The Future of Photography

Since its birth and for around 100 years, photography hasn’t really changed that much if you think about it. You had a box with a lens attached which streams light in and records it onto a film plane and now onto a digital sensor

The Future of Photography

In Ye Olde days of film cameras, the only things that changed with regards to technology were the lens quality and the mechanics of the camera itself, the shutter, the exposure system, the speed etc, the recording media (film or emulsion) hasn’t really changed too much over time, especially towards the end, not when you compare it to digital and its rapid advances.

They tried to miniaturise cameras with the 110 range as well as the appalling Kodak Disk cameras but nothing really caught on or excelled. Compare that to mobile camera phones now.

Things were easy then although I didn’t know it at the time.

You could have a top of the range pro SLR shooting Fujichrome Velvia and you were set for years. If the quality of the slide or film changed, you simply used that instead…no need to upgrade the

COMPOSITION & the ELEMENTS of VISUAL DESIGN

postMany photographers on purchasing a new camera are preoccupied with learning its various features and controls and no doubt, this is important in obtaining correctly exposed images and an appropriate depth of field. However, once the basic operation of the camera is mastered, one needs to direct their attention to seeing and composing effective images. Effective images are those that command attention and communicate some feeling to an audience. Capturing a “feeling” and your viewers’ attention is a demanding task that requires practice, experimentation and study. Studying the basic elements of visual design and understanding how they work will help new photographers improve their composition, but simply following rules does not guarantee success. Furthermore, how an audience responds to an image depends on their past experiences (memory), interests, and what it is that they are looking for. This is why the same picture often receives a variety of responses from different viewers. To create effective images a photographer must understand the way people respond to various kinds of visual organization. This involves learning the vocabulary of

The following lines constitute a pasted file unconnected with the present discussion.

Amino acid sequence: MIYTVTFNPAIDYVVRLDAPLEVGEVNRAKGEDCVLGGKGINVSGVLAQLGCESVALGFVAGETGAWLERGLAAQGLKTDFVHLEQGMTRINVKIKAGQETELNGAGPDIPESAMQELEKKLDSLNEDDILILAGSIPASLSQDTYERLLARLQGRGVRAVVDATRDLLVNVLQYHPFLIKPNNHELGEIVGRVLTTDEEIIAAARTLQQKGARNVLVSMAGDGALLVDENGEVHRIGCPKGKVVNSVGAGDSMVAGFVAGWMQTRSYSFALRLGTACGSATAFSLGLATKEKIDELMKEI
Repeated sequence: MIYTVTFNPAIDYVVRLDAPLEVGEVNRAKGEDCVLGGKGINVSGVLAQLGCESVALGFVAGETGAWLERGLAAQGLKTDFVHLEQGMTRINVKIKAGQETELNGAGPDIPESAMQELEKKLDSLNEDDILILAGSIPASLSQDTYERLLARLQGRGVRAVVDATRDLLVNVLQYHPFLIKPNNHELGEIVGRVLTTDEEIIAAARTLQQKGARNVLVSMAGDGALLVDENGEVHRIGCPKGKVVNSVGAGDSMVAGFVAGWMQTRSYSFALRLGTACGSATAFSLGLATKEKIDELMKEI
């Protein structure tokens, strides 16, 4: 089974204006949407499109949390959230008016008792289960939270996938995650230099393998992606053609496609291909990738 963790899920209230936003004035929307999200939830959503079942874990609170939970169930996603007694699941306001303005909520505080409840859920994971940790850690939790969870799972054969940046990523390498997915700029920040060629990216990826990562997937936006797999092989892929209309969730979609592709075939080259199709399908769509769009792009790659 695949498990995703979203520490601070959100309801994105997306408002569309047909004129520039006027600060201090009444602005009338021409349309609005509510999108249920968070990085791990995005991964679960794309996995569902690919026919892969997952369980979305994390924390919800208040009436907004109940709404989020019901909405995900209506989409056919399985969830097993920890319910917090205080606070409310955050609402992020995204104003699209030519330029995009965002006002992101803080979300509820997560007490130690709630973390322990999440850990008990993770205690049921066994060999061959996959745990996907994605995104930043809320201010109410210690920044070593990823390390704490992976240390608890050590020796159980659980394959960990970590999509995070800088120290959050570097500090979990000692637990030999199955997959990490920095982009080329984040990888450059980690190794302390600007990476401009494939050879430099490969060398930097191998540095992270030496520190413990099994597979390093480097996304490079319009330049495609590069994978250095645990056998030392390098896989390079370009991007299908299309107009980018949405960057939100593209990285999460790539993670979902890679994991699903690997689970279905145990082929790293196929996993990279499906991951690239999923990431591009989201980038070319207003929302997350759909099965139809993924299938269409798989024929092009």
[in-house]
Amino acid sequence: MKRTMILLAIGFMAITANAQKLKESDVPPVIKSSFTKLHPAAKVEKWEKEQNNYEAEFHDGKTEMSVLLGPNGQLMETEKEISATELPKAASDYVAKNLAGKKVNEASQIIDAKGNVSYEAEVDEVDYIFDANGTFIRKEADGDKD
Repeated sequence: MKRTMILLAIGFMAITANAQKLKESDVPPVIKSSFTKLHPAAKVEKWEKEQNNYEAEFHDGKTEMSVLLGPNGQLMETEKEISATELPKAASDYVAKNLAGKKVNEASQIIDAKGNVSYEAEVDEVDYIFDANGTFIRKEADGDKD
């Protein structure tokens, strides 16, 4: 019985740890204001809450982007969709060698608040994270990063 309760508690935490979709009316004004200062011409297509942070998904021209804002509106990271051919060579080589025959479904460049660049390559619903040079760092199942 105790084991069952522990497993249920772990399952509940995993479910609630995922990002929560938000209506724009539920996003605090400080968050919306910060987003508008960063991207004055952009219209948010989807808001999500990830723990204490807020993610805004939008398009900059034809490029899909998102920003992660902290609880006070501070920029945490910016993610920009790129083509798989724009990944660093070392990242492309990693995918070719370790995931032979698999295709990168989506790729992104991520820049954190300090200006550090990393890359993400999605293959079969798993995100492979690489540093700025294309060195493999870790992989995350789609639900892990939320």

Beginner’s Guide To Nature Photography: Composition

postCLARIFY YOUR MESSAGE

Photos communicate. Good nature photos communicate well! Photographic Composition refers to the arrangement of visual elements in a photo. As a photographer, you use lines, shapes, colors, tones, patterns, textures, balance, symmetry, depth, perspective, scale, and lighting to bring your images to life. But to consider the interplay of all of these visual elements in every photo is daunting. A more practical approach to nature photo composition is to look through your viewfinder and ask yourself two questions. (You probably shouldn’t ask these questions out loud, or else nearby people and animals will wonder why you are talking to yourself.

1. What is the message of this photo?
2. What is the best way to communicate that message?

Nature photos are successful when the message is clear. When the photographer’s message is garbled, ambiguous, weak or obscured by distracting visual elements in the composition, the photo is not a keeper. Nature photos that convey a powerful message compel the viewer to take a second look in order to soak in the beauty and

7 Quick Landscape Composition Guidelines

postVisit most any photo site on the web, and the vast majority of images you’ll see are of people, nature and architecture. These are the overarching topics that are then subdivided – people in foreign lands, formal portraiture, kids, etc. / landscapes, seascapes, wildlife, etc. / cityscapes, isolated iconic buildings, close ups of buildings and their reflections, etc. While the text and sample images of this article focus on landscapes, the same principles can be applied to most of the listed subjects above. So study the following hints and tips and think how you can substitute Subject A, B, or C into each.

It’s All About the Light: The most dramatic light occurs at sunrise and sunset. The color is warm, it reveals shape and texture due to the low angle, and if there are clouds, the colors can be spectacular. While being out at sunset isn’t much of a sacrifice, getting up at the crack of dawn can be a struggle. But if you don’t, you’ll miss some of the best light of the day.

Think Small: Landscapes are